#3: Get Others Involved: Until you really have a feel for it. Get other people to hike, run, bike it with you. Ask their perspective. Listen to what they are saying even if you don't like what they are saying. Take their riding style into the feedback and contrast that against the intent of the trail. You don't have to take / incorporate all feedback, but every viewpoint is valid and will help you understand what others will think.

#4: Bench it. Time to really start putting in the sweat equity. I try to bench at least 24" wide and flat. This is usually not "wide enough" especially anywhere there is a slight turn or grade reversal, but the bench will help give you a rideable surface. Avoid using the "loose dirt" on your bench as it will erode away over time, even with severe packing. Think about "cutting the bench" but don't toss / shovel away the dirt far from the trail initially as this will become important for building features later. Just know you will need to keep "making it wider" by digging the inside / up hill side of the bank a lot more than you think you will. Keep doing it till a rider has a little bit of flexibility in the line on the trail without going over the DH edge.

#5: Ride it / Run it. Do this over and over and over with others if possible. Every time you ride/run it, you will learn something new about your trail. I also try to identify "awkward" spots. The more experience I gain in trail building, the more I understand "awkward" is almost ALWAYS bad especially in the context of flow. Don't confuse awkward with hard. Hard is good, but awkward nearly universally leaves riders with negative emotions about the trail. Think about these sections. How can I reroute it to make it fun? How can I eliminate the awkwardness? If you ever get the "yeah but its going to be a lot of work", maybe trail building is not for you.

#6: Keep Building. You have to have the commitment to make it right, to maximize flow, to rework sections you thought were "done". Think about the long game. Is this a trail you want to ride, lose interest in, then move on? Or do you want this to be consider a local resource that will see traffic day in and day out?

#7: Repeat. Repeat steps 1-6 literally 20+ before you let the general riding community know it exists. Sit back and listen to the praise, but also listen / watch Strava / local community FB groups, MTBR, etc for improvement opportunities. When you get the feedback. Repeat steps 5-6 until you get it right.

I am still building on the same 12 mile system 3 years later. I have reworked most sections of the loop multiple times and still have many sections on the list for tweaks, adding features, trying to address awkwardness, etc.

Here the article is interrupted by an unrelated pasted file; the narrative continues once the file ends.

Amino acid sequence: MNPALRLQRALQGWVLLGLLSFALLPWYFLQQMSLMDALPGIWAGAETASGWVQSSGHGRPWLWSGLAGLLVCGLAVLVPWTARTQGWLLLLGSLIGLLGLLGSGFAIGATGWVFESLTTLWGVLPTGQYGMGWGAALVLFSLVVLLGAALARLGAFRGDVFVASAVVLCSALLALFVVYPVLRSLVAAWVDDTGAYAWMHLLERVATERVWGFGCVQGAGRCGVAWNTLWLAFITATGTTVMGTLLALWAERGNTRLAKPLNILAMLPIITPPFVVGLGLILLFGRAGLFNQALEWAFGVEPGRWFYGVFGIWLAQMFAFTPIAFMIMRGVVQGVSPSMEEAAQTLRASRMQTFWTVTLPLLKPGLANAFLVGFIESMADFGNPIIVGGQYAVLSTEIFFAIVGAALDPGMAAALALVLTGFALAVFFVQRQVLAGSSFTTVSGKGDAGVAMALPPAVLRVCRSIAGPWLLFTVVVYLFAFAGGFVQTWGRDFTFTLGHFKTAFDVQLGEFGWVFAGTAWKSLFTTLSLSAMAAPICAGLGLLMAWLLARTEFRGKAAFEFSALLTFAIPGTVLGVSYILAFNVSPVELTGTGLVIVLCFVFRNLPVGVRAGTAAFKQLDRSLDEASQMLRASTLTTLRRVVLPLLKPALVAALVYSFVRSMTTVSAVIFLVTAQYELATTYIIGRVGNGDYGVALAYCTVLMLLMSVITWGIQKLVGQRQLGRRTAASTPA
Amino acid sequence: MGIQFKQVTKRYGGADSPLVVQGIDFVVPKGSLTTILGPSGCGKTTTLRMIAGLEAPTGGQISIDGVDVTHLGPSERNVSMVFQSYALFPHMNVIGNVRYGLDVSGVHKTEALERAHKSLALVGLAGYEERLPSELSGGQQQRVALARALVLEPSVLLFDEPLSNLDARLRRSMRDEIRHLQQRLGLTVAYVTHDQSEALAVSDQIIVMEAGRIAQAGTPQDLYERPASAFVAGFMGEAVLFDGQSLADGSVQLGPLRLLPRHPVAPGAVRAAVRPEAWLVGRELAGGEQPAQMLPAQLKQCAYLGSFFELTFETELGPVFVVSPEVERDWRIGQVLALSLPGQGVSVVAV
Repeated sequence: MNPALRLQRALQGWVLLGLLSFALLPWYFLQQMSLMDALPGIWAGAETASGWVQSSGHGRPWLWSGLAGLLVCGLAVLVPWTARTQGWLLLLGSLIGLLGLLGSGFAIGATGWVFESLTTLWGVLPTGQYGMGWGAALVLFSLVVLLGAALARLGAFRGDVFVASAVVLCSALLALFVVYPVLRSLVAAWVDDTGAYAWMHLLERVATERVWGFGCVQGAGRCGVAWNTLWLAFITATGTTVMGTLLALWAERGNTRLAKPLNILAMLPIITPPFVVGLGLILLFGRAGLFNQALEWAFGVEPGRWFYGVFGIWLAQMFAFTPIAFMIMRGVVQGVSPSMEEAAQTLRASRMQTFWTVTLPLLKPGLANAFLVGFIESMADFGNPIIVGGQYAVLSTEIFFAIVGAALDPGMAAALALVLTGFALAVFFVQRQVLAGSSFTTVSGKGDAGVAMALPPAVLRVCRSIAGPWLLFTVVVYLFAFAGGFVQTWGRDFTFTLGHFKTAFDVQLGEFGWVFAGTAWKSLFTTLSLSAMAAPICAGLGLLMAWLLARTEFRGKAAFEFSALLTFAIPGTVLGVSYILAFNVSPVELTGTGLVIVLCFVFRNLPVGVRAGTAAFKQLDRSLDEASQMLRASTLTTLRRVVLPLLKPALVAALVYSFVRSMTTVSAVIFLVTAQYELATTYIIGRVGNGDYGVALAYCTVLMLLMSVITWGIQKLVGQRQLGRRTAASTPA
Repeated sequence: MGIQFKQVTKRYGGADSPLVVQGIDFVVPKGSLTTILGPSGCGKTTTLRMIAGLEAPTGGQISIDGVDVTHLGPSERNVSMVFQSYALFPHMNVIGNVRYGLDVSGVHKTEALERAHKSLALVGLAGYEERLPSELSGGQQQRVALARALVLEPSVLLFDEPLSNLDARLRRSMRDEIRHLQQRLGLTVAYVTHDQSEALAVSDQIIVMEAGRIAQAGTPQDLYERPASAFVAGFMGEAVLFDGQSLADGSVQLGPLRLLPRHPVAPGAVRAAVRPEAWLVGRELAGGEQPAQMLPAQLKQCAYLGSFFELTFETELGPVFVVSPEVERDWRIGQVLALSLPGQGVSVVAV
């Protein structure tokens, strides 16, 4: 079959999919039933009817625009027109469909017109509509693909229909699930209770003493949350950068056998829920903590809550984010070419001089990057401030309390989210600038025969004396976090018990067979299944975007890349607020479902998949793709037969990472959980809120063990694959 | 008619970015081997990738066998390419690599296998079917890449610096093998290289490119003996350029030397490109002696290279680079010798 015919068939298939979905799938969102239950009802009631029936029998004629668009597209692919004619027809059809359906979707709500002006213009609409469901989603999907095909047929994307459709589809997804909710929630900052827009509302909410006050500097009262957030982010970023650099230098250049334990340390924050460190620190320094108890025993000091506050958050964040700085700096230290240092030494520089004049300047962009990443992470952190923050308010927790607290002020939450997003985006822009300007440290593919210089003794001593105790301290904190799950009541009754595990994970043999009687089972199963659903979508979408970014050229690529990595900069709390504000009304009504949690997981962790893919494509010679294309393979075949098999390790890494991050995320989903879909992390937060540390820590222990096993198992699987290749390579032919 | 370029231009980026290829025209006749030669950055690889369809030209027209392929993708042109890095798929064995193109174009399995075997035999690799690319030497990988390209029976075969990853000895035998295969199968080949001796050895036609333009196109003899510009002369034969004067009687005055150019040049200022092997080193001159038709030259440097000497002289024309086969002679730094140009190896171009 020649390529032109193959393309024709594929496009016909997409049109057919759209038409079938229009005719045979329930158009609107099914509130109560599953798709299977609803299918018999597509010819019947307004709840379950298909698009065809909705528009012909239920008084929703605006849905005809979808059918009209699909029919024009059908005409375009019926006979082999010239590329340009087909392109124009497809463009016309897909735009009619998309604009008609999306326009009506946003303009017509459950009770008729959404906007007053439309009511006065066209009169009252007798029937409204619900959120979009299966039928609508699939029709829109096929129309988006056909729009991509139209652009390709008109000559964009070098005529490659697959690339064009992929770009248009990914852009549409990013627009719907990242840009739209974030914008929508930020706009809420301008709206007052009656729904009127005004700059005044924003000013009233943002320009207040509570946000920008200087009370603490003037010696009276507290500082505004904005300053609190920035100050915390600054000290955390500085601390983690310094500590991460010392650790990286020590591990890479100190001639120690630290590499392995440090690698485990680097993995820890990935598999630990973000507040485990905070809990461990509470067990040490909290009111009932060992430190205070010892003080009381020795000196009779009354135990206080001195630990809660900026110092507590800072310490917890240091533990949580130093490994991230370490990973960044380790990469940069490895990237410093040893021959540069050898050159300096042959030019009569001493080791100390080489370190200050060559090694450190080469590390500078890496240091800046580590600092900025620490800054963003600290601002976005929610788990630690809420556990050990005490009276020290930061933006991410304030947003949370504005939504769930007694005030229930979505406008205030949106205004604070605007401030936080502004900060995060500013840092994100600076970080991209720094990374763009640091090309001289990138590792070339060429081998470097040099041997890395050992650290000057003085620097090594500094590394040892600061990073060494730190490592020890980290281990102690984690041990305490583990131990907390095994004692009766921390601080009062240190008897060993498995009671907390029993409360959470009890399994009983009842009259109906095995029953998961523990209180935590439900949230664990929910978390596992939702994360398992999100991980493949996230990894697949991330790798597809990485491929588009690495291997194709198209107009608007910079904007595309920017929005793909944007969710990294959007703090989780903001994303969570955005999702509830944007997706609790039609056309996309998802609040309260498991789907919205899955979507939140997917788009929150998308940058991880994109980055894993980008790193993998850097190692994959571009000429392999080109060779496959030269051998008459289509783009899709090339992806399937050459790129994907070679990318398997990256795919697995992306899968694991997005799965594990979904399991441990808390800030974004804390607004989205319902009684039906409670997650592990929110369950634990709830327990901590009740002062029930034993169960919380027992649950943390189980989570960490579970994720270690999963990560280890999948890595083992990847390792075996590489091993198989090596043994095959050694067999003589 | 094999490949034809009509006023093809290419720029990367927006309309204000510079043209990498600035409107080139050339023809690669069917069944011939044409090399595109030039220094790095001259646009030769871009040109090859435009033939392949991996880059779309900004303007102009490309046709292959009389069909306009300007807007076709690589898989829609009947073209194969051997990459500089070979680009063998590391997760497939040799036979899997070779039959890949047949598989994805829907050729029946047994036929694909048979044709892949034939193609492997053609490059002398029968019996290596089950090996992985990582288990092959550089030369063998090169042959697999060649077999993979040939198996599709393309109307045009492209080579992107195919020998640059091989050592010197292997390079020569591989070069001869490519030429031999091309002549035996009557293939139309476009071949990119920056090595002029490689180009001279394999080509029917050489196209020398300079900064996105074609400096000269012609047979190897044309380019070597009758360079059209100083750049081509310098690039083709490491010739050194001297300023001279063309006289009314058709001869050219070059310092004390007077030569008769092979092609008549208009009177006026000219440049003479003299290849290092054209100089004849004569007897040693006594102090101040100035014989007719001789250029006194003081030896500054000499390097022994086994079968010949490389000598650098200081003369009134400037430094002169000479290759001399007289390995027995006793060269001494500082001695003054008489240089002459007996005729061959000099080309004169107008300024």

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Keep on Rockin...
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Your first trails you build will likely not be so great.

Don't think when you finish a trail that it is done. Trails should evolve IMO.

Walk the land many times before before building. Find the interesting features/terrain and link them together.

Use vertical wisely. If you've got minimal vert try not to burn it up too quickly. Trails can still be fast and challenging without being steep.

Flow does not mean smooth, fast, and easy. It means if a section of trail is techy, it is techy long enough in a way that lets your body and mind settle into that type of ridding and rhythm. If it is fast, it is fast long enough to settle in to a rhythm.



And for goodness sakes... Bikes are more capable than ever. Unless you plan on riding your trails with a cross bike, keep them as natural, unbuffed, and rugged as possible.

Nothing is more boring than a trail that can be cleaned the first time through. Build a challenging trail that keeps you coming back for more. Like a strong opponent.
 

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Combat Wombat
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Are there any organizations in your local area that build and maintain trails that you enjoy riding? I would highly recommend getting involved and working with some experienced trail builders if possible. The very first trail work I was involved in, was rough cutting and grubbing a new piece at a local mtb park. I never realized how much work goes into building a "good" trail. It was a culmination of months of planning and several members of the local club. On my first day out, I worked along side one of the guys that had been a part of this process. He loved to talk and discussed the hows, whys, initial differences on ideas between the guys and what they agreed on. Most things that I would have never considered and thought of. The kind of stuff Miker J is talking about and this comes with experience. Twenty years later and every time I ride that part of the trail, I always think about that time.
 

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How do you know the reviewer wasn't a typical internet troll that only posts bad stuff, regardless?

The hard part about 'putting yourself out there' is reading negative reviews.

Hope you can move past it and keep doing what you're doing.
 

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Combat Wombat
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How do you know the reviewer wasn't a typical internet troll that only posts bad stuff, regardless?

The hard part about 'putting yourself out there' is reading negative reviews.

Hope you can move past it and keep doing what you're doing.